What are you bringing to work with you?

EMS providers try to leave the stresses of the job at the door, but it’s also important to leave personal issues at home and not let them impact performance and patient care


This job can be trying at times ... so can life.

We’re more apt to talk about the stress that we endure while at work, but not as likely to talk about the stress that we endure while at home, and sometimes, we bring our home to work with us.

When you show up for work, you may begin a daily ritual that is getting into your workflow. You grab your gear, do your rig checks, maybe grab some coffee (if you haven’t already drank an entire pot), and sit down for a daily briefing. You do what you can (and need to do) to get 100% into work mode.

We’re more apt to talk about the stress that we endure while at work, but not as likely to talk about the stress that we endure while at home, and sometimes, we bring our home to work with us. (Photo/University of Alabama at Birmingham)
We’re more apt to talk about the stress that we endure while at work, but not as likely to talk about the stress that we endure while at home, and sometimes, we bring our home to work with us. (Photo/University of Alabama at Birmingham)

Sometimes, however, you remain distracted. Sometimes, you bring your home to work with you. Here are a few of the aspects of your home life that could be impacting your performance at work.

  • Relationships. Whether you’re in the dating scene, married or divorced, it’s hard to avoid talking about one of the most important aspects of your life with your EMS partner, especially if you spend hundreds of hours with them each year (or month).

Starting a new relationship can be exciting, ending one can be terrifying, and all of the emotions in between there can easily follow you to work (to a job, by the way, that requires clear thinking and precise decision making).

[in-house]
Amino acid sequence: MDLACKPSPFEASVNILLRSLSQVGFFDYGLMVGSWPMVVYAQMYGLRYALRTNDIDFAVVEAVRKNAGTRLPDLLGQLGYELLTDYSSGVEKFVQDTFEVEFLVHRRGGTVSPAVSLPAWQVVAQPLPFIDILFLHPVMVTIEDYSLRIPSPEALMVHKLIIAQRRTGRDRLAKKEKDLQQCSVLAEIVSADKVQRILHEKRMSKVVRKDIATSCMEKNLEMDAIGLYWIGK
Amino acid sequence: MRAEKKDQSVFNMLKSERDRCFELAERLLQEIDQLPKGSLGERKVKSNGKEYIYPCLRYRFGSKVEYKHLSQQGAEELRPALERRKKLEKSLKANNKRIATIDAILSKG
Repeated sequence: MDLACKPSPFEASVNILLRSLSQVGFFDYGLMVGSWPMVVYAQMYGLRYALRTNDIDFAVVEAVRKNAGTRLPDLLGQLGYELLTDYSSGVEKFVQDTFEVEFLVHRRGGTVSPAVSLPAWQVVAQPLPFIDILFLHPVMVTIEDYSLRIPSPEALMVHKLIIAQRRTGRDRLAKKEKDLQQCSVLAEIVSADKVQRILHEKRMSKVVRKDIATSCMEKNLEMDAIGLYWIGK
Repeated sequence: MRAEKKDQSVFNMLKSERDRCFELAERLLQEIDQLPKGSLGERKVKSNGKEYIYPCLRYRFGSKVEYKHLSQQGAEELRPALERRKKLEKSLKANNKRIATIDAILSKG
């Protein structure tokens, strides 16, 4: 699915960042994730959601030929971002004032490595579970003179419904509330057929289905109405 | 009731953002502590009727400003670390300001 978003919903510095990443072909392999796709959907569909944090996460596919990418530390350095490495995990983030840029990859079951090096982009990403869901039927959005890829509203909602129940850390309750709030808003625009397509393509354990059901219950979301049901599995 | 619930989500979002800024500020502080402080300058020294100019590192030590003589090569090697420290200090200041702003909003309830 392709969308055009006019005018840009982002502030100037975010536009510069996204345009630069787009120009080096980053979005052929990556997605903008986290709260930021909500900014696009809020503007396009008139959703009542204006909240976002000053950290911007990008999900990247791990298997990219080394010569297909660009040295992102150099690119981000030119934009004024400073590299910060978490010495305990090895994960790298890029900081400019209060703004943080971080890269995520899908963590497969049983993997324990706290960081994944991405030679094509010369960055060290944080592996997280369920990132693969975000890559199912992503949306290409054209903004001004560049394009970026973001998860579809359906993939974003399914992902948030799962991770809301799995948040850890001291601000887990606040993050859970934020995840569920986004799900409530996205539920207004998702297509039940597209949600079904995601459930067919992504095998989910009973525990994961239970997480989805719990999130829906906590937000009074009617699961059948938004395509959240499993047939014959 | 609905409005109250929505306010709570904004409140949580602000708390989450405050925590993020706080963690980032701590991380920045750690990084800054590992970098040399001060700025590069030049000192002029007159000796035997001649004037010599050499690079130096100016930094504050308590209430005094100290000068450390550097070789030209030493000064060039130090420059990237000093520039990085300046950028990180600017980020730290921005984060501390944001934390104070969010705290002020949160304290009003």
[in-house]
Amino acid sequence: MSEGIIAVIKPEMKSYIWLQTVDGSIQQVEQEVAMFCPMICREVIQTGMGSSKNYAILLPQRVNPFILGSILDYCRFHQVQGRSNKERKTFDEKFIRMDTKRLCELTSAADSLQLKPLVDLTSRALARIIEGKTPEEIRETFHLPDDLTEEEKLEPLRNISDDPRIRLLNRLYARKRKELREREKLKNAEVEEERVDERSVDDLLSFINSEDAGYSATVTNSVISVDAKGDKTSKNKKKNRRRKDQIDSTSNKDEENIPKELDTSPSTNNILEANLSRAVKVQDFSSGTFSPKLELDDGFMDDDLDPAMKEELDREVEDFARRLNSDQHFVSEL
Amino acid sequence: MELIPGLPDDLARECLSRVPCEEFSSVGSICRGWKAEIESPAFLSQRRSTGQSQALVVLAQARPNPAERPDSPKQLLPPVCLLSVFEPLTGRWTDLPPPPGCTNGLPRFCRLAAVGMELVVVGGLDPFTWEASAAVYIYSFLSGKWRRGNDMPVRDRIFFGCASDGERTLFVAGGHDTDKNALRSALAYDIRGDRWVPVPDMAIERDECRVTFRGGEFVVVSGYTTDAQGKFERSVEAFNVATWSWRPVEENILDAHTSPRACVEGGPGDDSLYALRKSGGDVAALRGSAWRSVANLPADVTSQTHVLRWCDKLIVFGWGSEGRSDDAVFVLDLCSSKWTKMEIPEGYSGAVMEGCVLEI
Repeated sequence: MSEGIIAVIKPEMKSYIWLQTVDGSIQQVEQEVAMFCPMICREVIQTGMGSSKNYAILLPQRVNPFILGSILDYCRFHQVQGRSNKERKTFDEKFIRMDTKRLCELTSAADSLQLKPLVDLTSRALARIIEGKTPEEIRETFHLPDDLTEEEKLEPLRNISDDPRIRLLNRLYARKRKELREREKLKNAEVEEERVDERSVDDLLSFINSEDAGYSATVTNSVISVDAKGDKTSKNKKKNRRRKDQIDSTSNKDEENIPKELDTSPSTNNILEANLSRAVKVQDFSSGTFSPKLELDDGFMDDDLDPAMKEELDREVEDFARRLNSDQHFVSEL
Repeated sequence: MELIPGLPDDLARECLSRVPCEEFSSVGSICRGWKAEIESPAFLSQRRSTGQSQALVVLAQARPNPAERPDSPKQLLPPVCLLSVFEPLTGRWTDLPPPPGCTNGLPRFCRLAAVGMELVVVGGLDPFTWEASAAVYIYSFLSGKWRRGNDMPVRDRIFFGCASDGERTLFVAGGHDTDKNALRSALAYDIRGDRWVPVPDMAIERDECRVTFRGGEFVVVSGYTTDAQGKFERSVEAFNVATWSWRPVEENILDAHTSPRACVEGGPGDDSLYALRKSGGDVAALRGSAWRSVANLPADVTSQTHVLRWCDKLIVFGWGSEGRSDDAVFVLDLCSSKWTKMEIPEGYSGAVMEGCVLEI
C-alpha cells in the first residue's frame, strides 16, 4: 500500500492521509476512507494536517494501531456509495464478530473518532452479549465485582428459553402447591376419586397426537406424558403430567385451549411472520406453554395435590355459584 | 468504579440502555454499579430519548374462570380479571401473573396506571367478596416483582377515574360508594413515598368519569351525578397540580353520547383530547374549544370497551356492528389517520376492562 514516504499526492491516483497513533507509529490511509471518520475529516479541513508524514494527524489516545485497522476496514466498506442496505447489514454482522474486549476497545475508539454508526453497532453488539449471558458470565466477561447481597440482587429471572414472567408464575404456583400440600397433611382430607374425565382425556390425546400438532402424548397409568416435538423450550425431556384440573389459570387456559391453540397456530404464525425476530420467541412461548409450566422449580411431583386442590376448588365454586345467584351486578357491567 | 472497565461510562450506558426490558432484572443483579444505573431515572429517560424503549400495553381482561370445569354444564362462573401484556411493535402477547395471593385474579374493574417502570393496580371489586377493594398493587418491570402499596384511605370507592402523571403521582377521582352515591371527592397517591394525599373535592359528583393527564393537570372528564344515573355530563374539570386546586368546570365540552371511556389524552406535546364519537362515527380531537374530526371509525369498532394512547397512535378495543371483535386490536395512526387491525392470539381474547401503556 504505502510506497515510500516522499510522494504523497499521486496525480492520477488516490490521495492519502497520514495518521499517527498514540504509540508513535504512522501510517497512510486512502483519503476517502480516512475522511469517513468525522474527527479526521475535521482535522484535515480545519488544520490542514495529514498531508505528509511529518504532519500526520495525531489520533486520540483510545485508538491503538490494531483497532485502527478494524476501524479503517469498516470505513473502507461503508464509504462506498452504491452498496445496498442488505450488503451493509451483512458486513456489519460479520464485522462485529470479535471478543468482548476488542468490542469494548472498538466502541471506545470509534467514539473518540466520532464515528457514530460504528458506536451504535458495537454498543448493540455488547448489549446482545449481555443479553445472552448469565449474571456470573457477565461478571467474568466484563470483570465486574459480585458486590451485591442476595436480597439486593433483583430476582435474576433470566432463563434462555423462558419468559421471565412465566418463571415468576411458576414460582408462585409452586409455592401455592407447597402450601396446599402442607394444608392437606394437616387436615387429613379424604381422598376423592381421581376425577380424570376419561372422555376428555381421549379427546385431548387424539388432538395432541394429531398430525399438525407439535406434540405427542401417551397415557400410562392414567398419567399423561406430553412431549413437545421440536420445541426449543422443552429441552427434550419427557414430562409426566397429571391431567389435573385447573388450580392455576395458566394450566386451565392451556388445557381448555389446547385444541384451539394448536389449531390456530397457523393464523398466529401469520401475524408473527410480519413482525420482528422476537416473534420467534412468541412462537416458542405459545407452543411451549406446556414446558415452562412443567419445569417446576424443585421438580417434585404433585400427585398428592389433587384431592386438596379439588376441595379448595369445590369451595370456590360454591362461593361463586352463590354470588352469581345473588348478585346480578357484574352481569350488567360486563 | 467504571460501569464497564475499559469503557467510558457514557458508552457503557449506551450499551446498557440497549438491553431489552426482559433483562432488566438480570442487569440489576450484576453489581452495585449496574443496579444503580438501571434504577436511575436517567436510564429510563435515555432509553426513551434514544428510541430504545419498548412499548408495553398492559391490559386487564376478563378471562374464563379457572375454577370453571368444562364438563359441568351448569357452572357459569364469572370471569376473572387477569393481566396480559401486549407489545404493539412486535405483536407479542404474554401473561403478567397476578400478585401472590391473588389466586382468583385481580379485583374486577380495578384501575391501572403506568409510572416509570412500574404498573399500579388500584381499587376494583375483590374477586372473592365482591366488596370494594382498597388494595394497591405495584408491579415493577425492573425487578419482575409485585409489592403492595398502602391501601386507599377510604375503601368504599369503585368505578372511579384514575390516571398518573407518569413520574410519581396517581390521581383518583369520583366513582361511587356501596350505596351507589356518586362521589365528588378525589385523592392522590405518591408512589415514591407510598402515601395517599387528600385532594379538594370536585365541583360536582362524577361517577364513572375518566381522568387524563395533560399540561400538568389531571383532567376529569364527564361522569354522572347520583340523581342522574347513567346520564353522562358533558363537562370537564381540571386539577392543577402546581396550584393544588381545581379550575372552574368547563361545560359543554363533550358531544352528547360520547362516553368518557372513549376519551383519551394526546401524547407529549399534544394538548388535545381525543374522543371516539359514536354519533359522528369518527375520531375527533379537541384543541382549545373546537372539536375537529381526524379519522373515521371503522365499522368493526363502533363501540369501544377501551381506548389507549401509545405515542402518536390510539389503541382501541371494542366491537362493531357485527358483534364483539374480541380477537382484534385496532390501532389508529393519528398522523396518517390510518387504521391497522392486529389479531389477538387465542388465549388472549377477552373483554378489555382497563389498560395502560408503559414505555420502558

At the end of the day, we often stress that we should leave work at the door as we arrive at our homes. Well, the same could be said for the opposite – leaving home at the door while we arrive at work.

  • Children. Missed holidays, re-scheduled birthday parties and losing precious moments; these occurrences are all a reality of working within our industry. But I hate to break it to you ... we’re not the only ones who face this.

Dual-income families, regardless of the industry in which they work, will always have to juggle the life balance which is raising a child (or multiple children). Who is picking up who, and when? What about daycare? Can we afford to keep a spouse at home? Which days do I have custody, again?

While these may reflect some of the more negative aspects of having children while trying to work, there are certainly a significant number of positive experiences that we all encounter (and bring to work with us, too). In any event, the stress of factoring in the welfare of another human being can certainly take its toll on your own emotional wellbeing, sleep patterns and time commitments.

  • Finances. EMS is notorious for being a sub-paid profession. Yet, we all still choose this job or career field and take on the responsibility of knowing what we’re getting into. Bills can add up, expenses arise at each turn and debt can lurk within even the most conservative of lifestyles. It seems natural to blame our boss. After all, the company is the one not paying you enough money, right?

Can I make my mortgage payment this month? Will I be able to afford a car payment? How about paying for your daughter’s braces, or your son’s tuition or even a family vacation?

Yes, money does come from your boss – your employer – but how you manage your money, how you spend it, and the opportunities that you might turn down to make more money don’t rest on the shoulders of your employer.

If only making $35,000 in Los Angeles isn’t enough to pay the bills, then consider a move. I understand that it’s easier said than done, but the fact is, if you’re only going to make “x” amount of money, and it’s not enough, something needs to change.

Keep your focus on patient care

I would love to spend my spare time on duty doing some very (emphasis on very) amateur wood working, or bring my car into the apparatus bay for a wash, or work on some articles or side projects. Some of my employers have allowed these activities, but, by no means were any of these extracurriculars guaranteed.

There’s something to be said about the strong cohesion and bonds that are built amongst partners and crews within the emergency services field; they can certainly be invaluable.

When you’re on the clock, you’re being paid with one focus in mind ... production. Professional development, task accomplishment, response to calls and adequate rest before the next call are all aspects of production within EMS. We owe it to our employers, our crews and our patients to make this the focus of our day, not planning ahead for your day off, instead.

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